Perhaps the most amazing thing about great music is its ability to transport us to certain places or times, and evoke complex feelings. To be transcendent, basically. The artists who make it, as a result, become these larger-than-life entities to whom we are forever grateful. But there’s a danger in that – because they’re just human.
I remember being in Newbury Comics, a beloved hangout for me and my friends in the early 2000s, and picking up a copy of The Soft Bulletin, the Flaming Lips’ 1999 album. At that point in my life I was 15 or 16, ready to expand my horizons beyond Sabbath and Zeppelin. I’d heard of the Flaming Lips but didn’t know too much about them. I knew the people I considered “cool” were into them, so I bought it. Getting home that night and listening to it over and over again, I had a major revelation. The interstellar but still down-to-earth instrumentation, along with Wayne Coyne’s unusual, almost awkward style of singing, was infectious. You kept thinking he would go out of key but he always pulled it off. It held together so well, giving me this feeling of total elation every time I listened.
I later bought Yoshimi Battles the Pink Robots and At War with The Mystics, both excellent albums. People I knew sometimes trashed the Lips, but I always defended them. After At War with The Mystics, it started getting harder and harder to do so. Embryonic, which came out in 2009, was what I considered to be the beginning of the end. My best friend Mike burned me a copy, and while I ended up basically liking it, for the first time I found myself having a hard time doing so. It’s been a struggle ever since.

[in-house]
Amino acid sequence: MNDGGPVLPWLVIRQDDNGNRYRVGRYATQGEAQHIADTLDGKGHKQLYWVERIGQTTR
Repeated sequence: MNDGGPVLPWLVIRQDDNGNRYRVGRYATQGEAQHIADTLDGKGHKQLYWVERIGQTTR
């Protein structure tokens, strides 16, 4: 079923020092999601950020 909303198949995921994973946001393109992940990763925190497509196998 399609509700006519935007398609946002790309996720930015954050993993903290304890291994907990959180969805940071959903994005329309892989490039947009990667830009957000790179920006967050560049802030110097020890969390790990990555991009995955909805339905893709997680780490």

To understand what I view as the decline of the Flaming Lips, you need to understand Wayne Coyne. In February 2014, I learned Wayne would be appearing at the Newbury Comics flagship location on Newbury St. in Boston to meet fans and hawk some ultra-exclusive album/art projects. These things had become par for the course with Coyne’s band.
I got there more than an hour early – already a line had formed outside the door, filled with people who were bigger fans than I was. An overweight guy in a Lips shirt (I think it was the album cover for Clouds Taste Metallic, circa 1995) had about 10 posters, pictures and albums for Coyne to sign and could barely contain himself. He’d seen them over 20 times and was losing his mind at the thought of meeting Wayne. While I wasn’t quite as committed to the band, I was incredibly excited. Most of the people who came as early as me had plenty of shit for him to sign. All I’d brought was my CD copy of The Soft Bulletin.
We were let into the store, waited some more and finally he came. His main reason for being there, other than meeting fans, was to sell a copy of the band’s debut record – housed inside an anatomically correct chocolate skull – for $600. “It’s all made out of chocolate, it’s a life-size human skull, a life-sized human brain,” Coyne told Rolling Stone while promoting it. “The brain is actually sliding out of the skull made with this brain fluid-flavored hard candy.”
The $600 would also get you a gold coin that would grant you access to any Flaming Lips show around the country. But still. $600 for chocolate, a record and a single concert? I wasn’t sure how I felt about that.
Anyway, the skulls went fast, with people shelling out hundreds of dollars for something that wouldn’t last more than a few days (aside from the music itself). As I watched Wayne interact with these people who’d dropped all that money on a novelty item, I couldn’t help but feel bad for them. They were literally buying the approval of one of their favorite artists.
Wayne took his time with everyone. I waited and talked to a fellow fan behind me. At that moment, I realized my iPod had a cover of “Waitin’ for Superman” that I had recorded on GarageBand on it. Talking to my new friend, I debated whether I would be so bold as to play Wayne Coyne my own version of his song. Part of me thought he wouldn’t be into it. The guy behind me, however, convinced me that I should.